When I tell people I edit books for a living, they often respond with a comment along the lines of “Oh, so you’re the person who makes sure everything’s spelled right?” or “So, is that like proofreading?” Well, yes and no. Of course I’m not going to send an author to publication with a manuscript that contains an acknowledgements (rather than acknowledgments) section and an afterward (instead of an afterword). Nor am I ever going to shirk my obligation to implement all of the essential grammar and punctuation rules outlined in The Chicago Manual of Style. However, authentically in-depth editing is a many-splendored thing, guided not simply by reference books but also by individual authors’ tonal, pacing, and stylistic preferences, as well as by the editor’s own intuition.
The following is a list, in no particular order, of five key considerations I keep in mind as I’m reviewing a book manuscript. Some qualify as grammatical concepts but aren’t garden-variety, and others pertain more to developmental editing, which comprises the bulk of my work these days. In both cases, these issues recur across all genres and all levels of writing skill, and in manuscripts I prep for both self-published and traditionally published authors.
Part of facilitating a smooth reading experience is ensuring that ideas and sentences, both in an individual paragraph and from chapter to chapter, flow sensibly. If I come across a four-sentence paragraph that should logically build from sentence A to B to C to D, but the rough manuscript orders those sentences as A, D, C, B, it’s my job to rearrange them so that the reader can glide right through them. For example, if the original paragraph reads:
She was waiting for her father to call. He was nothing if not predictable. He always liked to chat just before he sat down to dinner, which was at six thirty. She knew he would check in at six o’clock, because he had called at that time every day for the past five years.
I would suggest the following revision:
She was waiting for her father to call. She knew he would check in at six o’clock, because he had called at that time every day for the past five years, and because he always liked to chat just before he sat down to dinner, which was at six thirty. He was nothing if not predictable.
2. Sentence Parallelism
This is a big one. Most often, I find a lack of parallelism in sentences that contain constructions such as not only…but also and either…or (known formally as correlative conjunctions).
Let’s look at the following sentence: He not only has a job but also a career. Seems okay at first glance, right? But in this example, the placement of has after the first correlative (not only) means that its direct object is only a job, not both a job and a career. In order for this sentence to be grammatically correct, both of its correlatives must join parallel sentence elements (i.e., take identically structured direct objects). Three (equally valid) options for composing this sentence correctly would be:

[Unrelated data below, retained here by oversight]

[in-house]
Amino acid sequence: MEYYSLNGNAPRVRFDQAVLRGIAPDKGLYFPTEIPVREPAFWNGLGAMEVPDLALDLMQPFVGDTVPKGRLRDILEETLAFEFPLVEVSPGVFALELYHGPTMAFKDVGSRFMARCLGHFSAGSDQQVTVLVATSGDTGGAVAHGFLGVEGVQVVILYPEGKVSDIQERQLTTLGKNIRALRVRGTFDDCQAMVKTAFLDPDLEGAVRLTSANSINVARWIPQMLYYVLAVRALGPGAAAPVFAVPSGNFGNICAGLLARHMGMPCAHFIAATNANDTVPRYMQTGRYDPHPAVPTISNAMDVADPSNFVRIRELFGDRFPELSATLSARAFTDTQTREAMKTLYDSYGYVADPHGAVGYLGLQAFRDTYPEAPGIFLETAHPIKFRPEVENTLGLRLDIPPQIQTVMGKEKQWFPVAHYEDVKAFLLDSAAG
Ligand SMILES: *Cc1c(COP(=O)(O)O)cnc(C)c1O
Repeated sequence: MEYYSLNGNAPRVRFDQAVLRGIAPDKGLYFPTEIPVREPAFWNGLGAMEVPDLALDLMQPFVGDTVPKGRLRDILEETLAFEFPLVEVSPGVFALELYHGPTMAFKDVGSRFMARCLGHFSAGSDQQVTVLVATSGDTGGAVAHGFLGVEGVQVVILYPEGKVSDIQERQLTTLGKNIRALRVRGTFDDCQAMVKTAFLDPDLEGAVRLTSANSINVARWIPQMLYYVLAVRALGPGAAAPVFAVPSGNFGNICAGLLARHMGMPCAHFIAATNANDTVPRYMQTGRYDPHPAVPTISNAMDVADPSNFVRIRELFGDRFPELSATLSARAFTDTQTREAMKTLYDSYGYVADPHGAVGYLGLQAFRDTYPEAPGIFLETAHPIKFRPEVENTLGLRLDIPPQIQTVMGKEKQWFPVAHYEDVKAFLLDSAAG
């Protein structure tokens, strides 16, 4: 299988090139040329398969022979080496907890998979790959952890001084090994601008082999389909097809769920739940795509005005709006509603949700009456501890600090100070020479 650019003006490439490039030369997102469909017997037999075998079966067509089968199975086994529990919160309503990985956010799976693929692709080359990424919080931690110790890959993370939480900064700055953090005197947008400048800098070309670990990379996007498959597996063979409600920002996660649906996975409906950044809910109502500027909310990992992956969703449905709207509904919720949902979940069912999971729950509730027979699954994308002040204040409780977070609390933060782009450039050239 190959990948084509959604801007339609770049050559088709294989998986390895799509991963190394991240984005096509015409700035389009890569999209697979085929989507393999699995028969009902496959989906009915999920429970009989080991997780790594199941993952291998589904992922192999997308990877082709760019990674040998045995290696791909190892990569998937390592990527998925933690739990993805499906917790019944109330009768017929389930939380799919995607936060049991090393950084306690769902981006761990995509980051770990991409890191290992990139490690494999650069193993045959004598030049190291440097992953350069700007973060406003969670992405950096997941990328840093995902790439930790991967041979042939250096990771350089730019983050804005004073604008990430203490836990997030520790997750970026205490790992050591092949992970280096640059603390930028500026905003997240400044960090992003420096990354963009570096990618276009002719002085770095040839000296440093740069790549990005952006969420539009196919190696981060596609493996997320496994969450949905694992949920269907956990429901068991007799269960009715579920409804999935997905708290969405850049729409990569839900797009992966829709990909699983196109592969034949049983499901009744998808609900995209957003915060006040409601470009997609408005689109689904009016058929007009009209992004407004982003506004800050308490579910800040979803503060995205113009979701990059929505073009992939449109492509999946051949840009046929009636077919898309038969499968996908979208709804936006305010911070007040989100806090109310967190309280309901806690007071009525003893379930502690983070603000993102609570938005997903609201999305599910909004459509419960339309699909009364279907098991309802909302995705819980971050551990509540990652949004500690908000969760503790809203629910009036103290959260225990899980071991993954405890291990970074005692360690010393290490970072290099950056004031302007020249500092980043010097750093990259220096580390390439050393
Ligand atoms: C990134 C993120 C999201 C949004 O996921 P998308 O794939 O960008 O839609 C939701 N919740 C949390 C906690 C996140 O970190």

a) He has not only a job but also a career. (Both correlatives precede a noun.)
b) He not only has a job but also has a career. (Both correlatives precede a verb + noun compound.)
c) Not only does he have a job, but he also has a career. (Both correlatives precede a pronoun + verb + noun compound.)
Problems with parallelism pop up even more insidiously in the form of missing conjunctions, articles, or pronouns in sentences that contain series of nouns, adjectives, and other parts of speech. For instance, which of these two sentences is grammatically correct?
a) She is smart, kind, and has a positive outlook.
b) He was wearing a coat, scarf, sweater, and a wool hat.
The answer is: neither. In example a, the sentence requires the addition of either an extra verb or an extra conjunction to achieve parallelism—either She is smart and kind and has a positive outlook or She is smart, is kind, and has a positive outlook. In example b, the first and fourth nouns in the series are preceded by the indefinite article a, whereas the second and third nouns are stand-alone. The parallel version of this sentence would be either He was wearing a coat, a scarf, a sweater, and a wool hat or He was wearing a coat, scarf, sweater, and wool hat.
3. Questions of Logic